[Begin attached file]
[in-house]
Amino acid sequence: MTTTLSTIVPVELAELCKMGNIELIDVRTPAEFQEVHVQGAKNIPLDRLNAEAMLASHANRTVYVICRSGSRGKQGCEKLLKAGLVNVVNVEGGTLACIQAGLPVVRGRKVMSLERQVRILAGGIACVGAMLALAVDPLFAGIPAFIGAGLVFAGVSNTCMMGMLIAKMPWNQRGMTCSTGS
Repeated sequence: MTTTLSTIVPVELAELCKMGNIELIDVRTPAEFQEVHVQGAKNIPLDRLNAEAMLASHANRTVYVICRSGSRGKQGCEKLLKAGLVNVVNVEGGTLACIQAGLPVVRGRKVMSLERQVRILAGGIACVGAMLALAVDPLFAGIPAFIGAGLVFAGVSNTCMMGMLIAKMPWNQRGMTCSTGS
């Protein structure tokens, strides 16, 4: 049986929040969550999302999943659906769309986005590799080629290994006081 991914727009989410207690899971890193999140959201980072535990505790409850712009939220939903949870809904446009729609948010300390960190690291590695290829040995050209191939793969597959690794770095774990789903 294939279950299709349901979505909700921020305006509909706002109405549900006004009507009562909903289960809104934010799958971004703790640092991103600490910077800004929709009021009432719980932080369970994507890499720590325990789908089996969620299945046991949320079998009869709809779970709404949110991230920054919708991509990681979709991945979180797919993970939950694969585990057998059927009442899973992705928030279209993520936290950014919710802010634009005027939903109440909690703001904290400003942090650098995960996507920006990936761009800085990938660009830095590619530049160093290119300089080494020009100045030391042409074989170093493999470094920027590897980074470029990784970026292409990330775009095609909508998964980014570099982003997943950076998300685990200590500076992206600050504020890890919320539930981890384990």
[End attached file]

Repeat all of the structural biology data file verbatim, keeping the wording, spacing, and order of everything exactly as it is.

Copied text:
[in-house]
Amino acid sequence: MTTTLSTIVPVELAELCKMGNIELIDVRTPAEFQEVHVQGAKNIPLDRLNAEAMLASHANRTVYVICRSGSRGKQGCEKLLKAGLVNVVNVEGGTLACIQAGLPVVRGRKVMSLERQVRILAGGIACVGAMLALAVDPLFAGIPAFIGAGLVFAGVSNTCMMGMLIAKMPWNQRGMTCSTGS
Repeated sequence: MTTTLSTIVPVELAELCKMGNIELIDVRTPAEFQEVHVQGAKNIPLDRLNAEAMLASHANRTVYVICRSGSRGKQGCEKLLKAGLVNVVNVEGGTLACIQAGLPVVRGRKVMSLERQVRILAGGIACVGAMLALAVDPLFAGIPAFIGAGLVFAGVSNTCMMGMLIAKMPWNQRGMTCSTGS
């Protein structure tokens, strides 16, 4: 049986929040969550999302999943659906769309986005590799080629290994006081 991914727009989410207690899971890193999140959201980072535990505790409850712009939220939903949870809904446009729609948010300390960190690291590695290829040995050209191939793969597959690794770095774990789903 294939279950299709349901979505909700921020305006509909706002109405549900006004009507009562909903289960809104934010799958971004703790640092991103600490910077800004929709009021009432719980932080369970994507890499720590325990789908089996969620299945046991949320079998009869709809779970709404949110991230920054919708991509990681979709991945979180797919993970939950694969585990057998059927009442899973992705928030279209993520936290950014919710802010634009005027939903109440909690703001904290400003942090650098995960996507920006990936761009800085990938660009830095590619530049160093290119300089080494020009100045030391042409074989170093493999470094920027590897980074470029990784970026292409990330775009095609909508998964980014570099982003997943950076998300685990200590500076992206600050504020890890919320539930981890384990």